There's been a lot of that happening in my head since Friday.
Friday I had the day off. How does that work, you ask? Yes, I'm a stay at home mom. Yes I have a four year old daughter with high functioning Spina Bifida and a two year old son. No, I didn't just leave them home with a few snacks hidden near their favorite toys. We are blessed to have Naval support on the home front. Since Genny is EFMP (exeptional family member program) we finally made it up the waiting list to get a nanny to come to my house FOURTY hours a month! Some of my friends have expressed jealousy at this free daycare, but we'd much rather have a daughter with out Spina Bifida and not get this than be in our current situation... Moving on!
It was the end of my free day and I was going to check off one of my to-do list items: Read a book on the beach. I realized as I was driving towards the beach that I didn't have a blanket or chair, but I decided to just park facing the beach and read and snooze in my car for my last hour and a half.
Then Thomas called. He said he had been called and asked to take a deployment in two weeks. He asked if it was OK to go, and I could hear the waiver in his voice as he tried to guage my reaction over the phone. The funny thing is that we had had this discussion months ago, so I didn't feel like there was anything to discuss. "Sure baby, tell them yes."
Then my brain became a little too full. I thought about all the things we needed to get done in the next two weeks and did what I do best: I made a list. Included on this list is: Read books on the video camera, and figure out what I'll do when I go to school.
When my husband deploys, something changes in me. I start to think about things that I can do to keep me busy. I think of complex projects to pass the time in the evenings when he's not here and I'm lonely. Things like painting rooms, accomplishing great feats in sewing and changing the way I do certain things, in effect, making them more complicated, which makes the time go by faster.
The last time he deployed, I went home for six weeks. SIX WEEKS. I hadn't been back for that amount of time since I had been fresh out of the Navy, pre-marriage. It was great seeing my family so often, but living with someone else takes it's tolls on you (and them). When Thomas and I had discussed his potential deployment last spring, I decided that I would not go home this time. There are so many projects we need to complete with our house that I felt it would be better to spend the money on our backyard than three plane tickets.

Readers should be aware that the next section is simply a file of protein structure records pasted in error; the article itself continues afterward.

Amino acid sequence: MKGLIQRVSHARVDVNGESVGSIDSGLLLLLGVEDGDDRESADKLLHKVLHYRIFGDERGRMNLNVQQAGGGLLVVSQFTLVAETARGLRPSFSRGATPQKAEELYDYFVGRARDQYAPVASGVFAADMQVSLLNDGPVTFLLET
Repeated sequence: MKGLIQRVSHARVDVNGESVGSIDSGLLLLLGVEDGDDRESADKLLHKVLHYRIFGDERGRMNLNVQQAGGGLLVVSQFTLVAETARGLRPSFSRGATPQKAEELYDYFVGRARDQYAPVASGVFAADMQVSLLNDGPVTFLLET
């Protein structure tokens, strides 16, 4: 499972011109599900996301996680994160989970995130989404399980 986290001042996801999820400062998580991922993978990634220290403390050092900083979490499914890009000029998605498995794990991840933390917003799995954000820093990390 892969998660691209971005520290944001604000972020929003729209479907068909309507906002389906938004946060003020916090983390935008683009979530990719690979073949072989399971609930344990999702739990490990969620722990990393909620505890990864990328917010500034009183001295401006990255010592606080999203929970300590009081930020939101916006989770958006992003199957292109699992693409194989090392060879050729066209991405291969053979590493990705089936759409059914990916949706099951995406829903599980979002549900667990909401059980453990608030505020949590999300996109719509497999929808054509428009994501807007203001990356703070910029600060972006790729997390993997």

So here I sit, a 90lb dog on my lap in what may look like an uncomfortable situation, but is, in fact, what my life will consist of for the next seven months, listening to the new Missy Higgins CD and feeling this feeling that only I can feel. My husband, my love of my life is leaving for seven months. I will become a single mother while he's gone. It will feel like when my brother, my closest friend and confidant, went to prison. Like he died, yet was alive enough to make it painful to think about. Just enough contact to keep you in mourning. But these are the thoughts and feelings that are only expressed through writing, something that can't be said because it's a slippery slope to inability to function. No. We must show a casual and strong front. Show that we don't mind our husbands leaving to a war where we can count how many before him has gone and not come home. A war that is so present yet so unrecognized that we can all claim to know someone who has gone and come home, yet we can not truly explain the effect it has had on us because we have become immune to the idea of combat and our brothers and sisters in uniform.
I will leave you with this, a visualization of my inner workings of my mind... When a close friend of mine (who is still a Corpsman, and currently deployed in support of this war that still goes on) heard what my husband will be doing while he's gone, my non-chelance of his position caused her to say something to the effect of, "Ok Kari, you tell me that again if he comes home." Now, for the safety of my husband and his unit, I can not divulge in what capacity he will be serving (and he may have told me something different anyway to keep me unaware of his position) but all I know is that this feels different. Maybe it's because we've been married longer, so I've had more time to expand my heart to fill with more love for him. Or maybe it's because our children are older and asking for him when they're hurt or tired, or just plain missing him. I don't know what it is. But my heart aches for this man in a way that was easily pushed down during the last deployments to a point that I was able to pretend he was just away for the week at a conference. Sure, these feelings surfaced every now and again, on nights I couldn't sleep or evenings I had a little too much wine. But for the past week, all I can think about is how much I will miss this man, how much I need this man to complete my day and evening. How much I rely on him to be the yang to my ying.
Keep this post in the back of your head when you read my happy posts about our days while he's gone. Because behind my smile and laughter is my ache for my husband, my worry and my loss for the moment.